China Announces Punishments for Supporters of Taiwan’s Freedom

China Announces Punishments for Supporters of Taiwan's Freedom

(ReliableNews.org) – Although Taiwan considers itself a sovereign state, China still sees the island as its territory and will now criminalize anyone supporting its independence. On November 5, a spokeswoman from the Taiwan Affairs Office in China, Zhu Fenglian, stated anyone guilty of such a stance would be criminally liable for life. The office named specific perpetrators and planned to create an entire list of people who fit into the pro-Taiwan independence category.

Taiwan’s Parliament Speaker You Si-kun, Premier Su Tseng-chang, and Foreign Minister Joseph Wu made the list.

China’s Plan

China plans to blacklist these people and prevent them from entering the mainland, some regions of Hong Kong, and Macau. Not only will the communist country prevent them from entering, but it’ll prohibit them from doing business or socializing with those who believe China owns Taiwan.

Taiwanese politicians rely on donations from mainland companies to partially fund their campaigns, so the announcement comes with a hit to that group in particular. Also, businesses on the island regularly make money from conducting their affairs on the mainland, and many people from Taiwan currently work in China. Given that, the new announcement is likely to impact life profoundly for many people in the region.

The council did not go into specific detail about the punishments they have in mind for offenders, but Zhu said her country would take “necessary measures” against the traitors. She said China wants to send a message that anyone who supports Taiwan as a sovereign nation is betraying the motherland and “will be spurned by the people” and seen in a negative light through history.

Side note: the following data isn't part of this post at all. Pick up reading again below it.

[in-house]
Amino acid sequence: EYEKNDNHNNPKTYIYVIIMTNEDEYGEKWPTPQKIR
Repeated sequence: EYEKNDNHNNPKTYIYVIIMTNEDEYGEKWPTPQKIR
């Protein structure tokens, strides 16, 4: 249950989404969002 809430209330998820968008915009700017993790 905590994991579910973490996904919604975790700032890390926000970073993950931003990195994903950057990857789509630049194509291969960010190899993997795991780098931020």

Problems Between China and Taiwan

The declaration came on the heels of a statement from Taiwan’s defense minister Chiu Kuo-cheng in October when he stated tensions between the two nations were at their “worst in 40 years.” There’s an unofficial line between China and Taiwan which the mainland crossed with military jets several times over four days. He said even though they didn’t fly all the way to the island, the aircraft were too close for comfort, and such maneuvers could cause a misfire.

Analysts believe China may use its growing military power as Taiwan moves more toward independence to stop the island nation and seize it.

Taiwan’s Response

Taiwan’s Mainland Affairs Council responded, saying Beijing does not rule their democratic society, and the country will not tolerate intimidation from the mainland. The council added they would take “necessary countermeasures” to ensure the well-being of their citizens. On November 6, Taiwan’s foreign minister stated his commitment to continue fighting for his people’s freedom.

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